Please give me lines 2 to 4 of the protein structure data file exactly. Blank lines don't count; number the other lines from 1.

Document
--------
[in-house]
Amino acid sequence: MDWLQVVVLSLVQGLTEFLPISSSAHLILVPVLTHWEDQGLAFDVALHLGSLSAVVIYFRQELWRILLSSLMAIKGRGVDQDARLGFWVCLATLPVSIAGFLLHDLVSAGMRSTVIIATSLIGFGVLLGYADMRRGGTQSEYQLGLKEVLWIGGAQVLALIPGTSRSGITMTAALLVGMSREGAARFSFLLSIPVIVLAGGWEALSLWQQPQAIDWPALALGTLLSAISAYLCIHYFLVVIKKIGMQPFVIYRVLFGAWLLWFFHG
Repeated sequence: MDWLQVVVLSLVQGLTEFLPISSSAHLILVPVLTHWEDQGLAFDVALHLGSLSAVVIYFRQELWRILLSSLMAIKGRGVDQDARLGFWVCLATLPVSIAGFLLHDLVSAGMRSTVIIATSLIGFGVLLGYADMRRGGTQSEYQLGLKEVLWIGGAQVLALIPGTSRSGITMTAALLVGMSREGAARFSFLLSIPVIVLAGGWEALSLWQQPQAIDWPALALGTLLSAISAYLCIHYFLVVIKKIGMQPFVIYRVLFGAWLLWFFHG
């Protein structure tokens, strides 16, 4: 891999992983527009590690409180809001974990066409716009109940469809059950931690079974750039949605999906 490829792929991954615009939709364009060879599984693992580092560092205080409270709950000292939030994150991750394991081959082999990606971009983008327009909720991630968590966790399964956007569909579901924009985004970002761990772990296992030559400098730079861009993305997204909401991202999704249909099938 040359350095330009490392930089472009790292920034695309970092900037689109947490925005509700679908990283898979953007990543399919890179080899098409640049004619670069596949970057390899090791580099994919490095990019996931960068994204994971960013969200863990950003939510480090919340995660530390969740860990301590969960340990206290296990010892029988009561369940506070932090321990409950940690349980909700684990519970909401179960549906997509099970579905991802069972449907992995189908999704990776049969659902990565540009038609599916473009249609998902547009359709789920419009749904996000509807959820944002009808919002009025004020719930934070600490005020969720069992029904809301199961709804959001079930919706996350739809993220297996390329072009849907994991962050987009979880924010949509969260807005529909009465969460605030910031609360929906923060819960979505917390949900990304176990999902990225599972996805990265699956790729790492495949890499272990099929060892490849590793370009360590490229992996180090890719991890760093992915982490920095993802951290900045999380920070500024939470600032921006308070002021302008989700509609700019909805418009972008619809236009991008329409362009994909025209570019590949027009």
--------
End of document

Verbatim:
Amino acid sequence: MDWLQVVVLSLVQGLTEFLPISSSAHLILVPVLTHWEDQGLAFDVALHLGSLSAVVIYFRQELWRILLSSLMAIKGRGVDQDARLGFWVCLATLPVSIAGFLLHDLVSAGMRSTVIIATSLIGFGVLLGYADMRRGGTQSEYQLGLKEVLWIGGAQVLALIPGTSRSGITMTAALLVGMSREGAARFSFLLSIPVIVLAGGWEALSLWQQPQAIDWPALALGTLLSAISAYLCIHYFLVVIKKIGMQPFVIYRVLFGAWLLWFFHG
Repeated sequence: MDWLQVVVLSLVQGLTEFLPISSSAHLILVPVLTHWEDQGLAFDVALHLGSLSAVVIYFRQELWRILLSSLMAIKGRGVDQDARLGFWVCLATLPVSIAGFLLHDLVSAGMRSTVIIATSLIGFGVLLGYADMRRGGTQSEYQLGLKEVLWIGGAQVLALIPGTSRSGITMTAALLVGMSREGAARFSFLLSIPVIVLAGGWEALSLWQQPQAIDWPALALGTLLSAISAYLCIHYFLVVIKKIGMQPFVIYRVLFGAWLLWFFHG
């Protein structure tokens, strides 16, 4: 891999992983527009590690409180809001974990066409716009109940469809059950931690079974750039949605999906 490829792929991954615009939709364009060879599984693992580092560092205080409270709950000292939030994150991750394991081959082999990606971009983008327009909720991630968590966790399964956007569909579901924009985004970002761990772990296992030559400098730079861009993305997204909401991202999704249909099938 040359350095330009490392930089472009790292920034695309970092900037689109947490925005509700679908990283898979953007990543399919890179080899098409640049004619670069596949970057390899090791580099994919490095990019996931960068994204994971960013969200863990950003939510480090919340995660530390969740860990301590969960340990206290296990010892029988009561369940506070932090321990409950940690349980909700684990519970909401179960549906997509099970579905991802069972449907992995189908999704990776049969659902990565540009038609599916473009249609998902547009359709789920419009749904996000509807959820944002009808919002009025004020719930934070600490005020969720069992029904809301199961709804959001079930919706996350739809993220297996390329072009849907994991962050987009979880924010949509969260807005529909009465969460605030910031609360929906923060819960979505917390949900990304176990999902990225599972996805990265699956790729790492495949890499272990099929060892490849590793370009360590490229992996180090890719991890760093992915982490920095993802951290900045999380920070500024939470600032921006308070002021302008989700509609700019909805418009972008619809236009991008329409362009994909025209570019590949027009």